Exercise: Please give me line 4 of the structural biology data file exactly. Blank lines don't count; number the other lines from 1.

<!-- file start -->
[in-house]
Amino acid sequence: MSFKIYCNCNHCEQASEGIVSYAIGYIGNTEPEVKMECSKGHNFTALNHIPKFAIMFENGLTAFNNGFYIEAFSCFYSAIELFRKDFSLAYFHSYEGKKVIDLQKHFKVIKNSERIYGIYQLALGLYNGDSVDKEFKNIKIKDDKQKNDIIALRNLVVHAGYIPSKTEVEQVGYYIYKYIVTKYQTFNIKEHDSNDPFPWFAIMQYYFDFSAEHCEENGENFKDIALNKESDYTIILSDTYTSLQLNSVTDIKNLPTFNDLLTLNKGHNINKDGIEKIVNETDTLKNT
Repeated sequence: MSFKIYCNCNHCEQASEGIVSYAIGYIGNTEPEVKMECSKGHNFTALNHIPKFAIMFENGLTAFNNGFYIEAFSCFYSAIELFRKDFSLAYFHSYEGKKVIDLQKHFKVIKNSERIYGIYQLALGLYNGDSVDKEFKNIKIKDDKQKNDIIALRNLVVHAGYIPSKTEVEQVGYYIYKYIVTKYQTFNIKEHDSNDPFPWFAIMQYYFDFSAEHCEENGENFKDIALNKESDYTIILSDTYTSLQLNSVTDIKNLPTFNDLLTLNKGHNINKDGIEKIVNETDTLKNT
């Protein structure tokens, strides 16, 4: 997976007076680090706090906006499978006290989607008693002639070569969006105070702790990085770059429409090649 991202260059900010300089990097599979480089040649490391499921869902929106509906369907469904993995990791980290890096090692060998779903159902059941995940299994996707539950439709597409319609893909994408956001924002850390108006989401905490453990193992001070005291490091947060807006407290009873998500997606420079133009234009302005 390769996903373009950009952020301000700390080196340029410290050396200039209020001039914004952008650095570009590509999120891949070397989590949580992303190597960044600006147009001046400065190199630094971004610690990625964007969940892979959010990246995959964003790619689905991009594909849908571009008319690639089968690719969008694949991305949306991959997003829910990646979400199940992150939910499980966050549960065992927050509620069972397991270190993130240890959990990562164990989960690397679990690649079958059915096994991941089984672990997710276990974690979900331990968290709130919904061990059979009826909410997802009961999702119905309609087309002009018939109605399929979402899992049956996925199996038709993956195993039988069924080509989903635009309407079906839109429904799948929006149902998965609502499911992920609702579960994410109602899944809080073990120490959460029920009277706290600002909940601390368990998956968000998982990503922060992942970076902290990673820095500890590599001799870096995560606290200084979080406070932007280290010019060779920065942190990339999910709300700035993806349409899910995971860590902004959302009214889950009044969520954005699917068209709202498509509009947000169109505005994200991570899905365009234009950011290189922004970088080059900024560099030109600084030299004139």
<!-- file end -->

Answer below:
């Protein structure tokens, strides 16, 4: 997976007076680090706090906006499978006290989607008693002639070569969006105070702790990085770059429409090649 991202260059900010300089990097599979480089040649490391499921869902929106509906369907469904993995990791980290890096090692060998779903159902059941995940299994996707539950439709597409319609893909994408956001924002850390108006989401905490453990193992001070005291490091947060807006407290009873998500997606420079133009234009302005 390769996903373009950009952020301000700390080196340029410290050396200039209020001039914004952008650095570009590509999120891949070397989590949580992303190597960044600006147009001046400065190199630094971004610690990625964007969940892979959010990246995959964003790619689905991009594909849908571009008319690639089968690719969008694949991305949306991959997003829910990646979400199940992150939910499980966050549960065992927050509620069972397991270190993130240890959990990562164990989960690397679990690649079958059915096994991941089984672990997710276990974690979900331990968290709130919904061990059979009826909410997802009961999702119905309609087309002009018939109605399929979402899992049956996925199996038709993956195993039988069924080509989903635009309407079906839109429904799948929006149902998965609502499911992920609702579960994410109602899944809080073990120490959460029920009277706290600002909940601390368990998956968000998982990503922060992942970076902290990673820095500890590599001799870096995560606290200084979080406070932007280290010019060779920065942190990339999910709300700035993806349409899910995971860590902004959302009214889950009044969520954005699917068209709202498509509009947000169109505005994200991570899905365009234009950011290189922004970088080059900024560099030109600084030299004139």